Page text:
This week, optimism led to a premature return to activity, and fellow church-goers worrying I would not make it home without fainting part way there. I did. Make it home, that is.
Pessimism and downright despair exacerbated the fever and nausea on Monday, as worry about diminishing bank balances led to concern that the rent could not be paid. I applied for more jobs, having been unsuccessful with the last round. I received a phone call. Thank you for your resume - are you free to come to a recruitment session tomorrow? Free? Yes. Well enough? Just. I will come.
I met with the managers of the centre, which offers tutoring in Maths and English to children aged 4 to 14, and met with some of the kids. From job ad to phone call and now here in the centre itself, my enthusiasm for the job grew beyond the necessary income it could provide. I have missed hanging out with young folk, since moving away from my congregation in September. I may have still been experiencing the after-effects of the virus, and possibly even a bit of a fever, but I was so energised from that afternoon in a centre that values young people and wants to see them thrive that I just about forgot I'd been sick at all. The managers noticed my enthusiasm, and I was offered a job (and sighed the deepest sigh of relief on reading that email, I can tell you!). If you are reading this, Belair Uniting young ones, you helped get me this job - thank you. What I learnt from you, from being your minister - the collaborating on creative projects, the deep conversation about God and life and Dr Who - is all experience my new employers value very much.
My maths is rusty, but the organisation's training will help with that, and in time, I may get to lead the creative writing sessions, which will be a great joy. In the mean time, I get to facilitate the learning of young ones in Edinburgh, hear their stories, and have a whole lot of fun.
Watching stuff on my computer while under the weather, I discovered a site called Patreon. For some time, I have been pondering the possibility of a crowd-funding campaign: seeking financial support from fans so that I can continue to produce the work I believe people appreciate.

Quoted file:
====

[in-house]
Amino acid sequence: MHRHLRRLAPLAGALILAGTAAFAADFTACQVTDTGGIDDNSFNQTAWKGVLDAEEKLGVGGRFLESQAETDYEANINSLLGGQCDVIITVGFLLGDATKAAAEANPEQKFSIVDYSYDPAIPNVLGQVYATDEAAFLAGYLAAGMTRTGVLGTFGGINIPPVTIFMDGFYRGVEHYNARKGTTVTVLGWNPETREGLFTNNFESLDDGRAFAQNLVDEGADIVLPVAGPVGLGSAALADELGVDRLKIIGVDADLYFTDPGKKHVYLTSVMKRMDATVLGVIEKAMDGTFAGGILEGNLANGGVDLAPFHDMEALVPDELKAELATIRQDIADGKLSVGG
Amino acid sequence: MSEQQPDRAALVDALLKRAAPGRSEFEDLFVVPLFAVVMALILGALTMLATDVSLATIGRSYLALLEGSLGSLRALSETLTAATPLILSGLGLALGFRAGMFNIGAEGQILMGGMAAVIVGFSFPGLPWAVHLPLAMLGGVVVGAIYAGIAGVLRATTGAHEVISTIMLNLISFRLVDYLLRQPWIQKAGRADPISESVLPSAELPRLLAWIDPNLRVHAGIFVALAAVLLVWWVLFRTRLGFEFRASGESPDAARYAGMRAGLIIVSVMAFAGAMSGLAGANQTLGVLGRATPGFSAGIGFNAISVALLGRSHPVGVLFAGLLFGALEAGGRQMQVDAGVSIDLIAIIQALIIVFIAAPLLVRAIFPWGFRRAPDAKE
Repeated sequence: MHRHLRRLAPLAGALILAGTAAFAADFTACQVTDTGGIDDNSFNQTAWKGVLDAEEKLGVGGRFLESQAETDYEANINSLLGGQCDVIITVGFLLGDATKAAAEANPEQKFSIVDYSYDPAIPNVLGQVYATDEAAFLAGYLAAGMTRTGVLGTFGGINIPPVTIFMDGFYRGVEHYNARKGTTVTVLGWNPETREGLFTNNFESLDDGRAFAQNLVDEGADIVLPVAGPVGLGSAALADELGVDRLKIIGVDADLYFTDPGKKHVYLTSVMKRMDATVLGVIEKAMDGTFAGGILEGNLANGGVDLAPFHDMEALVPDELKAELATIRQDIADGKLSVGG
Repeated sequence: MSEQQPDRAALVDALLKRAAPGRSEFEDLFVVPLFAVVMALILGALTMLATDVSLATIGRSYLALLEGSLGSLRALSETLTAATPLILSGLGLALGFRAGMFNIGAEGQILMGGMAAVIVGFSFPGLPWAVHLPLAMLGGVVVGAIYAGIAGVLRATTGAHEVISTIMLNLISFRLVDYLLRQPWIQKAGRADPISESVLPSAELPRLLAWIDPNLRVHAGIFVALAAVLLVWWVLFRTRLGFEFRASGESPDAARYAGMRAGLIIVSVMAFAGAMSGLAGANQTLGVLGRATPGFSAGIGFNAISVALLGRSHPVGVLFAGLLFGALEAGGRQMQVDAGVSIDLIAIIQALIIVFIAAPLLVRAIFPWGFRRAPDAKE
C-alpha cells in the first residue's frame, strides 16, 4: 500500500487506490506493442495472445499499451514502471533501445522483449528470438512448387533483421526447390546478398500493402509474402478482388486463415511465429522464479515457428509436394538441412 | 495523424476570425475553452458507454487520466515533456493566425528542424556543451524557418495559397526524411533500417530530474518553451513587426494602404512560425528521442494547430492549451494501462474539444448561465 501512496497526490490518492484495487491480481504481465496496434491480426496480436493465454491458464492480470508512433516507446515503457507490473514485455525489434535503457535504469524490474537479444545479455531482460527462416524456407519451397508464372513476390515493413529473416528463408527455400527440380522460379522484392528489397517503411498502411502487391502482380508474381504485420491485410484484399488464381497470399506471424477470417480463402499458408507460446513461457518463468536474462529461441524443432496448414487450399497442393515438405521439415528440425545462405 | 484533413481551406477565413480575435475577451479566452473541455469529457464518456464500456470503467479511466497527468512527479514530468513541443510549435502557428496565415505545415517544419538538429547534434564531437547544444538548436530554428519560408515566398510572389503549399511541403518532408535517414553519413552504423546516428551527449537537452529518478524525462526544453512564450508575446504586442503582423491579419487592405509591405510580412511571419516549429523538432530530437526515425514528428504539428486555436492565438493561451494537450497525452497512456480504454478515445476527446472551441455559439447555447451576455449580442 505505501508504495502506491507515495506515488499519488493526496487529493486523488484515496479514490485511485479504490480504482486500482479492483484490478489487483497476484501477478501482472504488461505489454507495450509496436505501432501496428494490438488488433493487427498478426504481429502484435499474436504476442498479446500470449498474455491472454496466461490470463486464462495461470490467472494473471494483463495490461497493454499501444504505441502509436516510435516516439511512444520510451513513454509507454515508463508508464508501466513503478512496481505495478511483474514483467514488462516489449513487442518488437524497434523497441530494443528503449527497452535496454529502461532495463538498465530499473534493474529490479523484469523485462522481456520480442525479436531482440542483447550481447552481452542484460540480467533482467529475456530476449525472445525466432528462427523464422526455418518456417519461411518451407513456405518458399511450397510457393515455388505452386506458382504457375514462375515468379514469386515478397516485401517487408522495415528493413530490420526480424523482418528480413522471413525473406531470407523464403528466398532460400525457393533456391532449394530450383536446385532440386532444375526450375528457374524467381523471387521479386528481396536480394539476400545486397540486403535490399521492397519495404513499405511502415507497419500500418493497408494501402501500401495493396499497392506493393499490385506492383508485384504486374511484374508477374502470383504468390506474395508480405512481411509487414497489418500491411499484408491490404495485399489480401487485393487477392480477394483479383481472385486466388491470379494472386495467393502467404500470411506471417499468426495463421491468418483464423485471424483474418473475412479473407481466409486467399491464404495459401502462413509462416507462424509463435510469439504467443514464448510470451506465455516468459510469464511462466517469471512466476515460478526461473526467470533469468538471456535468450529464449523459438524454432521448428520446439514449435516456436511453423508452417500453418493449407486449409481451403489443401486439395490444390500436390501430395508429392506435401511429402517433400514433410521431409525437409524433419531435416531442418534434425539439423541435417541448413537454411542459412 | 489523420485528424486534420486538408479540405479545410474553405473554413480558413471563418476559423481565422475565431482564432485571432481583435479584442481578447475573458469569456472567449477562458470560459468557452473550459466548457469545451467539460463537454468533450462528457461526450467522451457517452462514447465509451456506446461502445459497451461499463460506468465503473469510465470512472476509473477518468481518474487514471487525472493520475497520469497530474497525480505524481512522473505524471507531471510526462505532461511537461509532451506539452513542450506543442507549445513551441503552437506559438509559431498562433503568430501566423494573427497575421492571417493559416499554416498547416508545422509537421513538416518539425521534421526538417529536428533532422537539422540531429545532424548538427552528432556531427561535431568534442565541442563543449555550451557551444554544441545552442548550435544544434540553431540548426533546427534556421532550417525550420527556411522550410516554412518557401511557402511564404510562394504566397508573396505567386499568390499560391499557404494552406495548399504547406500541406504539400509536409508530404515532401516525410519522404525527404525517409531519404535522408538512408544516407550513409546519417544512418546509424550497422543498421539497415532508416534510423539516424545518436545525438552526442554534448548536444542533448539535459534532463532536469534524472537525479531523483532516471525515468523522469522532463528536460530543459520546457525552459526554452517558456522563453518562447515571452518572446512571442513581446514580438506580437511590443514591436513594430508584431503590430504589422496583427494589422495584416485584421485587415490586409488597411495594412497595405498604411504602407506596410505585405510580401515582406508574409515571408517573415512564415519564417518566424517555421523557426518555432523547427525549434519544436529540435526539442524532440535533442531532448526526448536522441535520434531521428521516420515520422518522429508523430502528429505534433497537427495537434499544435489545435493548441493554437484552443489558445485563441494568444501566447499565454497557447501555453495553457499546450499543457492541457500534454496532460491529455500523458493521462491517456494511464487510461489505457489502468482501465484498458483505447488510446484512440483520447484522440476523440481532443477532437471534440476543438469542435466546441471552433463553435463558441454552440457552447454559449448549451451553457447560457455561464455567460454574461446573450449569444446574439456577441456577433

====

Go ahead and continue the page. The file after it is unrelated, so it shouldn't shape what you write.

I was somewhat reluctant to seek employment, to a certain extent, because I have this feature length storytelling production in development, and hours working another job alongside the full-time study for the PhD would likely mean (in)humanity would not be finished, or not for quite some time. I believe in this show, these stories - for they grow out of my conviction that we experience our full, healed and whole humanity together, and that any fear that divides is ultimately no match for the love that brings us together.
Crowd-funding would seem to offer a solution - but these campaigns are short-lived, and my income is insecure a long way into the future. Patreon is an even better solution - fans can pledge a regular amount, and I will commit to producing work regularly in return. I will also throw in 'rewards' as a thank you when new patrons join in support.
My hope is that with the tutoring job, the continuing distance assessment work for Uniting College in Adelaide, and support from patrons I will find a good balance of necessary income on which to live, and time in which to produce the stories and poems at the heart of my vocation and identity, my contribution to the health and wholeness of us all.
If you would like to become a patron of this storyteller and poet, please follow this link to my Patreon page - all gifts welcome, you can control how much you give, and can withdraw any time.
In between all that, I have managed a return to my desk at college, where I have written an abstract for a conference, continued planning for that conference (I'm helping to coordinate it), finally got the draft outline for the University's Innovative Learning Week session I am leading in a couple of weeks, picked up where I was with the reading for the current work for my supervisor, and caught up with friends.
Most afternoons the energy is diminishing early still, and Wednesday I feared I would have to cancel another outing, but a little lie down refreshed me sufficiently, and out I went after all. Not only did I enjoy good food (once we deciphered the exotic menu) and great company and conversation (we were doing pub theology, and pondered 'happiness' in wide-ranging explorations), but I got to drink my favourite beer, the beer that is made in my home town - a Coopers Pale Ale. deep sigh of appreciation and love.
The longer I am away from home, the further away I begin to feel (and when you're sick and isolated, you feel it even more), so this taste of home was very welcome. Also welcome are these opportunities to receive a living, in ways that use my gifts as well. Even more the gift this week is the company of friends; after a week of isolation it has been soul-restoring to be back among the several groups of friends with whom I belong here in Edinburgh.